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Taraji P. Henson has a secret.
Or at least it was a secret until the final moments of this interview, when the details came tumbling out. Taraji, whose wildly popular Facebook Watch series, Peace of Mind With Taraji, returned for its second season on October 11, is making a life-changing leap in a new direction. And it might not have happened if she hadn’t spent the past year focused on her health.
But before we get into the details of her breaking news, we need to rewind to the inciting incident—the medical emergency that sent the now-51-year-old star to the hospital in 2017—and the morning, not that long ago, when she woke up with a Cheeto plastered to her face.
For as long as she can remember, Taraji has suffered from stomach problems. She recalls an episode when her son, Marcell, now 27, was only 5 or 6. She’d had several glasses of orange juice, then started vomiting uncontrollably. She was prescribed a popular proton-pump inhibitor (PPI), a medication used to treat acid reflux. The treatment remedied her symptoms but did little to cure the underlying problem.
In 2015, after another episode of uncontrolled vomiting and weight loss, Taraji was rushed to a hospital in Monte Carlo, where she’d been promoting the Fox hit Empire. Two years later, while on location in Macon, Georgia, filming The Best of Enemies, it happened again. Taraji became so ill and dehydrated that she had to lie down on the floor of her hotel room. To avoid attracting the attention of onlookers, Taraji’s assistant and security person spirited the actor off the premises on a luggage rack covered with a blanket and whisked her into a waiting car.
At the hospital, a doctor gave Taraji a dire warning: “He said, ‘If you don’t correct what’s going on inside of you, you’re going to develop stomach ulcers, which can lead to stomach cancer,’” she recalls. Taraji was again prescribed a PPI. But this time her symptoms, instead of improving, only got worse. That’s when Taraji’s assistant put her in touch with a holistic doctor, an intervention Taraji insists helped save her life.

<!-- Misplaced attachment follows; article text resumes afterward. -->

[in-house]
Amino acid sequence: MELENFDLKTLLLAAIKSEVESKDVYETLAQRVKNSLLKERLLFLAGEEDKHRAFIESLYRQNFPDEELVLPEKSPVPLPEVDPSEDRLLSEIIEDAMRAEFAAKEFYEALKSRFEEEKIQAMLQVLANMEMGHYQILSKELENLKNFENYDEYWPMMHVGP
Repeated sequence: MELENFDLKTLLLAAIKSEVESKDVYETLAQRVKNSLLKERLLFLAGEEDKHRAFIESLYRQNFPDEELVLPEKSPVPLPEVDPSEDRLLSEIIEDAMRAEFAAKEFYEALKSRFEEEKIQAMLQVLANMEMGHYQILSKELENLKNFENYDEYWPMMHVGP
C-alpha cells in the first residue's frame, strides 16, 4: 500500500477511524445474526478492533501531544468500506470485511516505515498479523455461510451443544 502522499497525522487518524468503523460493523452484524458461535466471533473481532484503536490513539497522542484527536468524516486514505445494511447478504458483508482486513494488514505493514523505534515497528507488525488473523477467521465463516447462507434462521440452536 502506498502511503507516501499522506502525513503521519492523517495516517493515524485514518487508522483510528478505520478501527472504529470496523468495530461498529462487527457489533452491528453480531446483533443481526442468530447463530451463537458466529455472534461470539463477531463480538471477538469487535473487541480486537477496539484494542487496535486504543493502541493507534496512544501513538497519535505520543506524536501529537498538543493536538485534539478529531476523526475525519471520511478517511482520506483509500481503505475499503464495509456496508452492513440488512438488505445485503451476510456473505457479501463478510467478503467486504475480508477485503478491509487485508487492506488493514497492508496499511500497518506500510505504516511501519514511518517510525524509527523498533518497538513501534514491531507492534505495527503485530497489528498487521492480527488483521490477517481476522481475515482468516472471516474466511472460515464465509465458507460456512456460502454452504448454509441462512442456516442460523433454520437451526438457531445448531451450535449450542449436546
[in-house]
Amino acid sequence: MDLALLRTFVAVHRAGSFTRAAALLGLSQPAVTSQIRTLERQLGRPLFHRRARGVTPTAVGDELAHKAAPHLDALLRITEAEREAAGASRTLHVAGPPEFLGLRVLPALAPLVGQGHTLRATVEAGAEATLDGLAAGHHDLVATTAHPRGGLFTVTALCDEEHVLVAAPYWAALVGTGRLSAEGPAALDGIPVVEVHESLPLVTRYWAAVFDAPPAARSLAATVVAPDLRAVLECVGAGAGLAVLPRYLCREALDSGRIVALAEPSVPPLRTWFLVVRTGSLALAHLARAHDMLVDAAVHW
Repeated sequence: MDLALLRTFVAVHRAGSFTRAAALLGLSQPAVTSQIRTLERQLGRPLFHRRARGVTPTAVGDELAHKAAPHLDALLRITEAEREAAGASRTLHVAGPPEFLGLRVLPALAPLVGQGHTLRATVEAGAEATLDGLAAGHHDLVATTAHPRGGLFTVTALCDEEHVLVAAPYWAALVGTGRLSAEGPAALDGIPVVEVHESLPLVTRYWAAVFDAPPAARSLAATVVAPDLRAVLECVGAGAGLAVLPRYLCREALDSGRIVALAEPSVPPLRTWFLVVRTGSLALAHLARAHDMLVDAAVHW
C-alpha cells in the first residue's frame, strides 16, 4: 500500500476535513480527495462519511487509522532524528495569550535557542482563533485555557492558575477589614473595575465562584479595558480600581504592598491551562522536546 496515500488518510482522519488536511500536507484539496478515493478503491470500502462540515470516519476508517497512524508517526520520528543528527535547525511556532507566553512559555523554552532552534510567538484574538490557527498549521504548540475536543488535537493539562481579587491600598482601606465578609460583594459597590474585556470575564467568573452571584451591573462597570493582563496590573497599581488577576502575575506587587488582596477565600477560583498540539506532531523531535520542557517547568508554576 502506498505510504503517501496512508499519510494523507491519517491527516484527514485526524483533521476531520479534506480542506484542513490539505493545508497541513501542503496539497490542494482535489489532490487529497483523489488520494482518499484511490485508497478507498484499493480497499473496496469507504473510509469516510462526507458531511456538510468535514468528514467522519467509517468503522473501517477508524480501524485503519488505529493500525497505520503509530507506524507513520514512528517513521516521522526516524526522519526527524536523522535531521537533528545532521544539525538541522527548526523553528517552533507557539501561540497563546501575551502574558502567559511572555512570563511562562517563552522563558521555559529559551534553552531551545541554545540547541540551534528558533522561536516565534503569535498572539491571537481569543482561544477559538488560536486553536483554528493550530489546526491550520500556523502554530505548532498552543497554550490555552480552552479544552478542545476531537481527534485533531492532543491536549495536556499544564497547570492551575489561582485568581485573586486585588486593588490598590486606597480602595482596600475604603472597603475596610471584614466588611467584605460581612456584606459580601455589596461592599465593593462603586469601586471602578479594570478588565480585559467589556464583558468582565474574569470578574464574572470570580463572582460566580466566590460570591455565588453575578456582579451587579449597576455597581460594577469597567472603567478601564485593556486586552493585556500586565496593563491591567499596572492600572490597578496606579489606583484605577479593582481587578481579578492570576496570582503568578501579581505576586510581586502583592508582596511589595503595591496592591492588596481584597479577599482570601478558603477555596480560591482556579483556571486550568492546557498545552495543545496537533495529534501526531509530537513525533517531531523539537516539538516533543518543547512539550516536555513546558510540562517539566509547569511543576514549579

Holistic practitioners subscribe to the philosophy that optimal health can best be achieved by a “whole body” approach to wellness, one that may include conventional medicine, as well as a focus on nutrition, lifestyle changes, and mental health. The goal of many holistic doctors is to address and rectify the underlying cause of a problem, instead of simply managing the symptoms.
Taraji’s new doctor performed a noninvasive breath test that measures the amount of hydrogen or methane exhaled after drinking a mixture of glucose and water. According to the Mayo Clinic, a rapid rise in one of these gases may indicate the presence of small intestinal bacterial overgrowth (SIBO), a painful condition that can cause constipation, indigestion, and malnutrition.
SIBO can occur after abdominal surgery or in people whose digestive tract has anatomical abnormalities. But disruptions in intestinal bacteria—also known as “gut flora”—can also be caused by PPIs, the medication Taraji had been prescribed.
“Western medicine saves lives,” says Taraji. “But it wasn’t helping in my situation.” Her holistic doctor diagnosed her with SIBO and started her on a plant-based diet, with plenty of papaya, avocado, and fermented vegetables, which contain probiotics key to restoring gut flora. Taraji’s health immediately improved on her new protocol. For more than a year, she ate mostly vegan, save for the occasional exception she made for her grandmother’s cooking. “Everything in moderation,” she says. Then the pandemic hit.
Taraji found herself stuck at home with nothing but time. “I was like, ‘Well, ain’t nobody going nowhere, so I might as well eat,’” she says with a laugh. During the initial months of lockdown, Taraji had a houseguest who happened to be a great cook. He baked banana bread and lemon pound cake and fixed Taraji her favorite cocktail, an old-fashioned, which she’d sip while eating cake, floating on a noodle in her pool. “And I was loving it,” she adds.
Eventually, though, Taraji noticed her lockdown lifestyle was taking a toll on her physical and mental health. “I was like, ‘This can sink me,’” she says. “The older you get, the harder it is to get in shape. I didn’t want to be climbing out of a hole.” Her low point was the morning she woke up with crumbs in her bed and a Cheeto stuck to her face. “That’s when I realized I had to do everything I could to feel good, or that depression thing was going to get the best of me,” she recalls. The first thing she did was hit the gym. “When I get those endorphins going, I’m like a whole different girl,” she says.